You set a very high bar for trip reports, thanks!

Really nice pics bro!

Released into general population, Idaho
  Jun 11, 2012 - 01:04pm PT
The Ritter Range and Minerets are one of the coolest places in the universe.
part-time communist

Mountain climber
Bishop, CA
  Jun 11, 2012 - 01:19pm PT
wow, good one Mark!

This is one I have been wanting to do for ages. Looks like a beautiful route from the pics.
Dapper Dan

Trad climber
Redwood City
  Jun 11, 2012 - 01:34pm PT
Excellent trip report , I did this route about five years ago , and was pleased that your photos and descriptions matched almost exactly , the way I recall doing it . Thanks for bringing back the memories .... What a superb route

Oakland, CA
  Jun 11, 2012 - 06:12pm PT
Nice, Mark!

One request? With photos this good, it's a shame to post 'em kind of small like that. I'm guessing you already know this, but if you want to fatten up those images a bit when linking from your other site (Picasa?), you can find/replace the value "s640" and drop in something like "s800" instead. So instead of this:

You'd have this:

See it there in the string, right before "2012-06-02"?


s800 gives you a bigger spread, ta-da:

With your level of techno-geekery (of which I'm a fan), you probably already know this. But I think your photo TR's are worthy of that fatty 800 look.

Mountain climber
Draperderr, Utah
Author's Reply  Jun 11, 2012 - 07:43pm PT
Yeah, I did it for some of the panorama-cropped images to make them larger, but wanted to avoid making the photos too large since there are so many! I also wanted to avoid the annoying problem of getting the horizontal slider on the screen if the photo is too wide. If 640 for the max dimension seems a tad small, I think 800 is still not too large, so I'll bump the images sizes up a bit.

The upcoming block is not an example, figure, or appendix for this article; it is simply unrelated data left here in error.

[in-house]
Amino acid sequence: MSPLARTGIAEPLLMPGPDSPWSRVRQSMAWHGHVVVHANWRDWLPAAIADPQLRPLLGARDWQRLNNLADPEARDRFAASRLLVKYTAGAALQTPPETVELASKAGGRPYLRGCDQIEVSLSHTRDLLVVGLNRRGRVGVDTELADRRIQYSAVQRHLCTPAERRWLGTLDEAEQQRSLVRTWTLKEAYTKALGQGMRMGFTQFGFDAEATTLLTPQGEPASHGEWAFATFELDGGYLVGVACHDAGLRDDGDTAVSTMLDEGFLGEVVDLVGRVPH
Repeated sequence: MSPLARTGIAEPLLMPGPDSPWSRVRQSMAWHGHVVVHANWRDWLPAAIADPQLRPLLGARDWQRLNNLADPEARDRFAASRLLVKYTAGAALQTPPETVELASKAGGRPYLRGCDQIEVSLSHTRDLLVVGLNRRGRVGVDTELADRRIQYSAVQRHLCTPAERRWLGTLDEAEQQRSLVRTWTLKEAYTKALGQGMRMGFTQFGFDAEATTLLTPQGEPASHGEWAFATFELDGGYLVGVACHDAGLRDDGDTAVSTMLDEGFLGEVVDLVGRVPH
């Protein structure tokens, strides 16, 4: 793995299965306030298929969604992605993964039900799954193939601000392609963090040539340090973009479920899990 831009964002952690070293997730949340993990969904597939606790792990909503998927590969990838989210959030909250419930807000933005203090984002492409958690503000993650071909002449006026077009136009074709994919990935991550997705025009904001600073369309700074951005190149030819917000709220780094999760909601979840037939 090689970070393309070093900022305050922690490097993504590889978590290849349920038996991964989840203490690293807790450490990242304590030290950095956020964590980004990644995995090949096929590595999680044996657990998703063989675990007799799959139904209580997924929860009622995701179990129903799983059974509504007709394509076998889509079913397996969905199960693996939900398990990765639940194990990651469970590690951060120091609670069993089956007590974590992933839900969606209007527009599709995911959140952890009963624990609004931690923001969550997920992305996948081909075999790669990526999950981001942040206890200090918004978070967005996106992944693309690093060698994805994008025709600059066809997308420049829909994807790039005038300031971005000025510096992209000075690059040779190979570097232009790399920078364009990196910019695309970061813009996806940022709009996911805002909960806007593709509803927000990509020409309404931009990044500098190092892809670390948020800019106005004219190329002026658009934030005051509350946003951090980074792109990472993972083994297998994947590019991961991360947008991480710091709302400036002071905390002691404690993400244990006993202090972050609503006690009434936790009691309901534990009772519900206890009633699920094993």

Jun 11, 2012 - 08:34pm PT
Woo hoo! thanks for the write up.

  Jun 12, 2012 - 06:39pm PT
Wow, nice TR, you managed to get a lot of pictures of the actual climbing! We did this a couple years ago and only had a couple of photos actually on route. There are a lot of variations before the traverse I think, but they all come in around the same difficulty.

Also I'd second the descent between Clyde and Michael, pretty straightforward and we did the couple of raps with a single 60m rope. You stroll down the loose gully and pass right back by the original start.

Way to get after it!
Sierra Ledge Rat

Mountain climber
Old and Broken Down in Appalachia
  Jun 13, 2012 - 07:47am PT
Wow, that's a huge pack for such a climb.

Stunning photos!!

Mountain climber
Draperderr, Utah
Author's Reply  Jun 13, 2012 - 01:48pm PT
Fortunately the pack was mostly empty. We also decided to go with the strategy of one larger pack instead of two smaller ones. With all of that extra space we dumped on the follower and put both sets of shoes in there, instead of dividing those up.